Value is one of the oldest factors in the world. Graham and Dodd already laid the intellectual foundation in the 1930s for what would later be called value investing and Basu published the first academic study in 1977 documenting the existence of the value premium.
Value investing, buying stocks with a low price to fundamentals, carries the prospect of gaining an attractive premium of 2-3% to the market. But gaining the value premium is not as easy as it seems. It changes over time and selecting the right value stocks is challenging. To profit from it you need sound value investing principles and stick with them. So what should you take into account? Robeco Quantitative Value Portfolio Manager Maarten Polfliet explains how to reduce unrewarded risks, the integration of other factors when selecting stocks and the importance of a broad investable universe.
It combines two investment approaches; investing in stocks where you can harvest the attractive value premium and applying a rules-based approach. We apply the value concept of buying stocks that trade at a low price relative to their realized fundamentals rather than investing in concepts based on future expectations and predictions as is the case with growth stocks. In the end, a bird in the hand is worth two in the bush.
Broadly diversified portfolios based on a rules-based approach are a perfect way to systematically profit from the sound principles of value investing. This means you sometimes buy stocks that everyone else is selling, and sell stocks that everybody else is buying. This social pressure can cause anxiety. That is why we use a rules-based approach; this has no barriers of fear, keeps you on track and ensures that you fully exploit the value premium.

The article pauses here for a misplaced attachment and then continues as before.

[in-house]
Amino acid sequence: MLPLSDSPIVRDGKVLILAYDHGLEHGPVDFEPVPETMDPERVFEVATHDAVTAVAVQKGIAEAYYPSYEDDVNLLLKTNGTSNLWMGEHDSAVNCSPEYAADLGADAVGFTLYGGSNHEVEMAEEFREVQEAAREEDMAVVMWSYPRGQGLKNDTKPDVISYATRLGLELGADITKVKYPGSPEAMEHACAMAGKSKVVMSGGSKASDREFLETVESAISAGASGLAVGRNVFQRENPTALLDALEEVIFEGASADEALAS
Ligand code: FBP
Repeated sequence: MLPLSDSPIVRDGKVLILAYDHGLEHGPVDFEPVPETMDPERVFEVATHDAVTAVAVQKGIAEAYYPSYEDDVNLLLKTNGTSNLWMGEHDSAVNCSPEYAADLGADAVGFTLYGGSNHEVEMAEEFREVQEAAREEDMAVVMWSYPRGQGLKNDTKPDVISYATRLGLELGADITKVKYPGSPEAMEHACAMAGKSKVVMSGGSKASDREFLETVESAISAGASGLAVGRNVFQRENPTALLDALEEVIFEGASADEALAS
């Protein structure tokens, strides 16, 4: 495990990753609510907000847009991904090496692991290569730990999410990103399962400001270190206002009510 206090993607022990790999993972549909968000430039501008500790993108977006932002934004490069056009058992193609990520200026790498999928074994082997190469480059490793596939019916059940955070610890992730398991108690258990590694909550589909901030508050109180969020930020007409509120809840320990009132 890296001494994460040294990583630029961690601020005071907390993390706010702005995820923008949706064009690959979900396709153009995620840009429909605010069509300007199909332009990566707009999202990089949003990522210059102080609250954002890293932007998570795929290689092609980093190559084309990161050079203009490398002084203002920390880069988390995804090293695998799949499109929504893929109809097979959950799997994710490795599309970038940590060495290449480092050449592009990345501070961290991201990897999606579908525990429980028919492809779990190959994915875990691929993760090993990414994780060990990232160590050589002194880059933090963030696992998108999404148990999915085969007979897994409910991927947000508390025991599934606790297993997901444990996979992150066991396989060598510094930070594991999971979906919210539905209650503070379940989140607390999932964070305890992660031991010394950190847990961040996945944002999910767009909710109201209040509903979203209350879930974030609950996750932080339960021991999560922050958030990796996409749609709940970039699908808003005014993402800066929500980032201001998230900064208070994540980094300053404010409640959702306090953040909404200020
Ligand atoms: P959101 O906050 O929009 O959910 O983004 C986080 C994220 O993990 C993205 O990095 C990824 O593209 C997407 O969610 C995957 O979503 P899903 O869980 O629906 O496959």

We take a systematic approach to capturing the value premium. A rules-based approach helps because it allows you to stick to your investment style. Based on our experience in analyzing factor exposures it is important to realize that although many investment funds or smart-beta indices carry the ‘value’ label, they aren’t value strategies at all. Their actual exposure to the value factor is low.
Often the value premium is seen as a reward for risk and indeed generic values strategies can be tilted towards stocks with a high distress risk, also known as default risk. These stocks are cheap for a reason. With our approach we avoid such value traps. Because our research shows you do not need to invest in high-risk stocks in order to capture the value premium. That is why we included criteria to avoid high distress risk, poor financial strength and companies with an aggressive accounting base to achieve sound earnings power in our selection of value stocks. This allows us to reduce unrewarded risks without sacrificing returns.
Beside this we integrated low-volatility and momentum factors into our quantitative value strategy. This is because we do not want to invest against these two proven factor premiums. Take price momentum for example. A concern with a value approach is buying too early. A stock may seem to be attractive from value perspective. But if its price continues to decline due to further weakening in fundamentals it isn’t attractive to have in your portfolio.
The investable universe we can select from is so broad that there is always a segment with relative low price to fundamentals. There are still a lot of companies out there with an attractive valuation. Moreover, value investing is a long-term game. It is normal for interest in value stocks to fluctuate. Sometimes investors are interested, and at other times they are disappointed. For example if value lags the market that is driven by momentum and growth stocks.